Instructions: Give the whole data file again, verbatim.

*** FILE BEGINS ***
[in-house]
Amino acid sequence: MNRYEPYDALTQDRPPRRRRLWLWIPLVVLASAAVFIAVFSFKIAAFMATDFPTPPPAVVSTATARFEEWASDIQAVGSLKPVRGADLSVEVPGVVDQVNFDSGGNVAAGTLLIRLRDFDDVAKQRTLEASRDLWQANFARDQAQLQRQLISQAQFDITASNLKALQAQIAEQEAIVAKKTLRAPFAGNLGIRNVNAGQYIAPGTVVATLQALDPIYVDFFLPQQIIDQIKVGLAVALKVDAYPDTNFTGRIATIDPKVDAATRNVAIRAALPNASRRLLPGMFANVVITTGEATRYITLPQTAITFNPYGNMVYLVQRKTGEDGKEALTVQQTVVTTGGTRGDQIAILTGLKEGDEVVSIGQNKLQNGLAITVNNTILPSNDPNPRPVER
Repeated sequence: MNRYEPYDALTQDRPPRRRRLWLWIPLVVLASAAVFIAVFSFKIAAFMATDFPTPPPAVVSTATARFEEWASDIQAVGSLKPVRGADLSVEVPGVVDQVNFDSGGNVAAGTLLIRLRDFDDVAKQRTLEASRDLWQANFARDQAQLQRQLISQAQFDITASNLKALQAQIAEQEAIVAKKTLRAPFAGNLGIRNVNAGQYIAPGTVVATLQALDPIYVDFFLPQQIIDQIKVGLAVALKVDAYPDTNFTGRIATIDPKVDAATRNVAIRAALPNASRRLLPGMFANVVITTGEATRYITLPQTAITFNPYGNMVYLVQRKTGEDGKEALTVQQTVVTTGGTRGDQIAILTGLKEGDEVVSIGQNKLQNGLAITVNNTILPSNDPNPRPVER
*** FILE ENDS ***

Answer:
[in-house]
Amino acid sequence: MNRYEPYDALTQDRPPRRRRLWLWIPLVVLASAAVFIAVFSFKIAAFMATDFPTPPPAVVSTATARFEEWASDIQAVGSLKPVRGADLSVEVPGVVDQVNFDSGGNVAAGTLLIRLRDFDDVAKQRTLEASRDLWQANFARDQAQLQRQLISQAQFDITASNLKALQAQIAEQEAIVAKKTLRAPFAGNLGIRNVNAGQYIAPGTVVATLQALDPIYVDFFLPQQIIDQIKVGLAVALKVDAYPDTNFTGRIATIDPKVDAATRNVAIRAALPNASRRLLPGMFANVVITTGEATRYITLPQTAITFNPYGNMVYLVQRKTGEDGKEALTVQQTVVTTGGTRGDQIAILTGLKEGDEVVSIGQNKLQNGLAITVNNTILPSNDPNPRPVER
Repeated sequence: MNRYEPYDALTQDRPPRRRRLWLWIPLVVLASAAVFIAVFSFKIAAFMATDFPTPPPAVVSTATARFEEWASDIQAVGSLKPVRGADLSVEVPGVVDQVNFDSGGNVAAGTLLIRLRDFDDVAKQRTLEASRDLWQANFARDQAQLQRQLISQAQFDITASNLKALQAQIAEQEAIVAKKTLRAPFAGNLGIRNVNAGQYIAPGTVVATLQALDPIYVDFFLPQQIIDQIKVGLAVALKVDAYPDTNFTGRIATIDPKVDAATRNVAIRAALPNASRRLLPGMFANVVITTGEATRYITLPQTAITFNPYGNMVYLVQRKTGEDGKEALTVQQTVVTTGGTRGDQIAILTGLKEGDEVVSIGQNKLQNGLAITVNNTILPSNDPNPRPVER